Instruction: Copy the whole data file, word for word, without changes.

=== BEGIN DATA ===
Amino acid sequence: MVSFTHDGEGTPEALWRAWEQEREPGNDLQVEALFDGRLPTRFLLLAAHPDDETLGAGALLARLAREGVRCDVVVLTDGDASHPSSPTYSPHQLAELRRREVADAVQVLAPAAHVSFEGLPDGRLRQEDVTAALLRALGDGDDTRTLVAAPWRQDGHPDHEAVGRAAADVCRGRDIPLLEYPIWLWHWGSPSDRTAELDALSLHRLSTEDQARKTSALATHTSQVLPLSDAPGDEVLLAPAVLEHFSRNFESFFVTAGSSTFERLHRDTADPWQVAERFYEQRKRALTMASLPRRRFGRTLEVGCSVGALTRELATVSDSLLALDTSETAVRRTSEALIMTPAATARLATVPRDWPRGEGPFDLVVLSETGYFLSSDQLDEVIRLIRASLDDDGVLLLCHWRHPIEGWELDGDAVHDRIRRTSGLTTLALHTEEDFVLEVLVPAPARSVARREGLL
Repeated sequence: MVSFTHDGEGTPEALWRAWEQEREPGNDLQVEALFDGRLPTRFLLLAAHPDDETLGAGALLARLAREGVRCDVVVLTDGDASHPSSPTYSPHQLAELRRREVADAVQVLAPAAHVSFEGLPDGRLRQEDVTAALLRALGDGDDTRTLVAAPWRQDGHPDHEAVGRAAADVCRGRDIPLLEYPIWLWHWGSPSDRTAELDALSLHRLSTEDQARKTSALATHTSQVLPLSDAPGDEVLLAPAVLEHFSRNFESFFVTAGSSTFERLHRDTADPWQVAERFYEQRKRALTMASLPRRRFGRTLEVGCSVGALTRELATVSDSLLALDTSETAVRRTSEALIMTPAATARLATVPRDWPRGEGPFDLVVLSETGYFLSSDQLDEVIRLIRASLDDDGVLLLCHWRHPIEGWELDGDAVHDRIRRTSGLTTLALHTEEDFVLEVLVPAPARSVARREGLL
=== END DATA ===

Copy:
Amino acid sequence: MVSFTHDGEGTPEALWRAWEQEREPGNDLQVEALFDGRLPTRFLLLAAHPDDETLGAGALLARLAREGVRCDVVVLTDGDASHPSSPTYSPHQLAELRRREVADAVQVLAPAAHVSFEGLPDGRLRQEDVTAALLRALGDGDDTRTLVAAPWRQDGHPDHEAVGRAAADVCRGRDIPLLEYPIWLWHWGSPSDRTAELDALSLHRLSTEDQARKTSALATHTSQVLPLSDAPGDEVLLAPAVLEHFSRNFESFFVTAGSSTFERLHRDTADPWQVAERFYEQRKRALTMASLPRRRFGRTLEVGCSVGALTRELATVSDSLLALDTSETAVRRTSEALIMTPAATARLATVPRDWPRGEGPFDLVVLSETGYFLSSDQLDEVIRLIRASLDDDGVLLLCHWRHPIEGWELDGDAVHDRIRRTSGLTTLALHTEEDFVLEVLVPAPARSVARREGLL
Repeated sequence: MVSFTHDGEGTPEALWRAWEQEREPGNDLQVEALFDGRLPTRFLLLAAHPDDETLGAGALLARLAREGVRCDVVVLTDGDASHPSSPTYSPHQLAELRRREVADAVQVLAPAAHVSFEGLPDGRLRQEDVTAALLRALGDGDDTRTLVAAPWRQDGHPDHEAVGRAAADVCRGRDIPLLEYPIWLWHWGSPSDRTAELDALSLHRLSTEDQARKTSALATHTSQVLPLSDAPGDEVLLAPAVLEHFSRNFESFFVTAGSSTFERLHRDTADPWQVAERFYEQRKRALTMASLPRRRFGRTLEVGCSVGALTRELATVSDSLLALDTSETAVRRTSEALIMTPAATARLATVPRDWPRGEGPFDLVVLSETGYFLSSDQLDEVIRLIRASLDDDGVLLLCHWRHPIEGWELDGDAVHDRIRRTSGLTTLALHTEEDFVLEVLVPAPARSVARREGLL